Health: Conditions & Practices

Health: Conditions & Practices

The NLSY97 collects information on the general health status of respondents in all rounds. Select rounds also provided data on respondents' health practices and knowledge. In rounds 6 and 11-15 a more extensive set of questions including chronic health conditions are included. In rounds 13-16, respondents who were 29 years of age answered a special series of health questions.

Health Status and Conditions

Youth Questionnaire

Height and Weight. All youths are asked to report their height and their weight and to state the level of their general health in every round.  In the self-administered section, youths further describe their weight (very underweight, slightly underweight, about the right weight, slightly overweight, very overweight) and their current weight strategy (lose weight, gain weight, stay the same weight, not doing anything about weight). 

Handedness.  In round 5, youths reported whether they were left-handed, right-handed, or used both hands equally well. Round 15 asked a series of questions determining the degree to which respondents were left-handed or right-handed, with respondents indicating which hand they used for various activities.

Puberty. Youths state whether they have entered puberty and their age at the time of onset.

Health Insurance Coverage. In round 1, if the respondent did not live with a parent/guardian at the time of the survey, he or she was questioned on the source of any health insurance coverage that included physician or hospital care. For respondents living with a parent or guardian in round 1, information about health insurance is collected in the Parent Questionnaire. Respondents were asked more details about health insurance coverage beginning in round 6. Respondents were asked in rounds 6 and up if they currently had health care coverage and if there was any time in the past year during which they did not have health care coverage.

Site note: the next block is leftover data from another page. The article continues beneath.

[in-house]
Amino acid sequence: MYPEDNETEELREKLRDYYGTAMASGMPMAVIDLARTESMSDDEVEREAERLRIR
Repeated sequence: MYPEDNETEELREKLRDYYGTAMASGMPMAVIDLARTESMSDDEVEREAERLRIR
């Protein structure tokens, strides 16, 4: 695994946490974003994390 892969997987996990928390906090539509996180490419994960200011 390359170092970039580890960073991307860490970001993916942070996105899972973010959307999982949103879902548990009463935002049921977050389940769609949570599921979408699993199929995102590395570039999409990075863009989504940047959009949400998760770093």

Mental Health Measures. Rounds 4, 6, 8, 10-12 and 14 (and in round 13 in the Health Age 29 section) included a question series concerning how often the respondent felt certain ways during the month before the interview date. These questions are a five-item short version of the Mental Health Inventory (MHI-5), developed by Veit and Ware. Respondents reported the frequency of being nervous, feeling calm and peaceful, feeling downhearted and blue, being happy, and feeling so down in the dumps that nothing could cheer them up. Respondents used a four-point scale to rate the frequency of their feelings. These questions are a five-item short version of the Mental Health Inventory (MHI) developed in the late 1970s. This series is located in the self-administered section of the questionnaire in questions YSAQ-282B through YSAQ-282G. In round 13, respondents answered questions about the number of times they had been treated by a mental health professional and the number of times they had missed activities (such as work or school) because of an emotional, mental or psychiatric problem.